Using and caring for flat irons
At Market Lavington Museum we have A selection of irons which were used before the era of electric irons. Here a just a couple of them.
Our notebook containing advice for housewives gives a good idea of what it was like to use them and how they should be stored.
Being made of iron, they were prone to rust, which would have transferred to the garments being smoothed, so care had to be taken to keep them clean and dry.
If they were not going to be used regularly, they had to be rubbed over with fat and rolled up in paper. When needed again, hot water and soda was required to remove the fat.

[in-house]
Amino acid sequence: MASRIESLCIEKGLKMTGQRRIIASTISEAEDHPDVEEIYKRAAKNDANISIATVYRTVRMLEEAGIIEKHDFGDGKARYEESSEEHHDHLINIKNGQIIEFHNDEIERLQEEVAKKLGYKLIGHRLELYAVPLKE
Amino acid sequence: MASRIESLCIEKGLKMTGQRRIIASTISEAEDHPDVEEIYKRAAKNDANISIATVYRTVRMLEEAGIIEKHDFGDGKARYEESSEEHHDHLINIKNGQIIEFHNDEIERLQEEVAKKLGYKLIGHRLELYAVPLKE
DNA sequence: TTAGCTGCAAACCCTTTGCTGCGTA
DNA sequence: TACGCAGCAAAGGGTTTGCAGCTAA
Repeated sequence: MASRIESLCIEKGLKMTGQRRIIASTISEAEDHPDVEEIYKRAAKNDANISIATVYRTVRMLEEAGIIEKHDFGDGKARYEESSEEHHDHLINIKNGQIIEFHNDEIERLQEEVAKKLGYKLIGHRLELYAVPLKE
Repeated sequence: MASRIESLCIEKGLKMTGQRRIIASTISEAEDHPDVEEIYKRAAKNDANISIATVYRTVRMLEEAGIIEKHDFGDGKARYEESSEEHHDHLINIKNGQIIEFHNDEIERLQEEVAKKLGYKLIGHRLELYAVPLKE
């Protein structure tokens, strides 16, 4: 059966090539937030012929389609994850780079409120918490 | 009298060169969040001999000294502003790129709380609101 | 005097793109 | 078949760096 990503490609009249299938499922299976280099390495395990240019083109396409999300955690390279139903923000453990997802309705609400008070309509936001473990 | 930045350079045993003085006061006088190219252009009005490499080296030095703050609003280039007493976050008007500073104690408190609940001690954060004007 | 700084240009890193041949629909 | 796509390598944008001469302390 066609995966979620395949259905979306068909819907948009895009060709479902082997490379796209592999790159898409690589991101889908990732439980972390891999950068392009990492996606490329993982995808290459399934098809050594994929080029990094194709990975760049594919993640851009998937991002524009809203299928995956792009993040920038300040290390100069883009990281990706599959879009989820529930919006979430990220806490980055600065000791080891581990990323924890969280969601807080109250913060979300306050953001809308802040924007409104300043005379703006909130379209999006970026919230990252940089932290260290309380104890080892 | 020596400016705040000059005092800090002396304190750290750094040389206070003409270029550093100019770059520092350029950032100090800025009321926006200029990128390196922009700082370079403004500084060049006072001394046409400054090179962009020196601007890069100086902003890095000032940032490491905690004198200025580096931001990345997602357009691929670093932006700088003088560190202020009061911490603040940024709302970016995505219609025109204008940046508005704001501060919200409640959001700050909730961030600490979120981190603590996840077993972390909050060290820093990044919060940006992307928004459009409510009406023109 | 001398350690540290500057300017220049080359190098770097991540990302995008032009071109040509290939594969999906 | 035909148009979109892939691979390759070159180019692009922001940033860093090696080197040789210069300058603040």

The notes inform us that irons had to be cleaned by rubbing with brown paper and bath brick. (A little research informs us that bath bricks, patented in 1823, were predecessors of scouring pads.) The irons also needed to be dusted off after any roughness had been removed.
Irons needed an external source of heat from a range or a Little Dorrit iron stove. Our notes recommend dropping water on the surface to check if the iron is hot enough for use.
The final instructions explain the best order in which to iron various parts of a garment – trimmings and both sides of hems first, working towards the larger sections. After ensuring that the clothing was well aired, it was ready to be folded and put away. It might be time by then to select another iron and return the used one to the stove for reheating.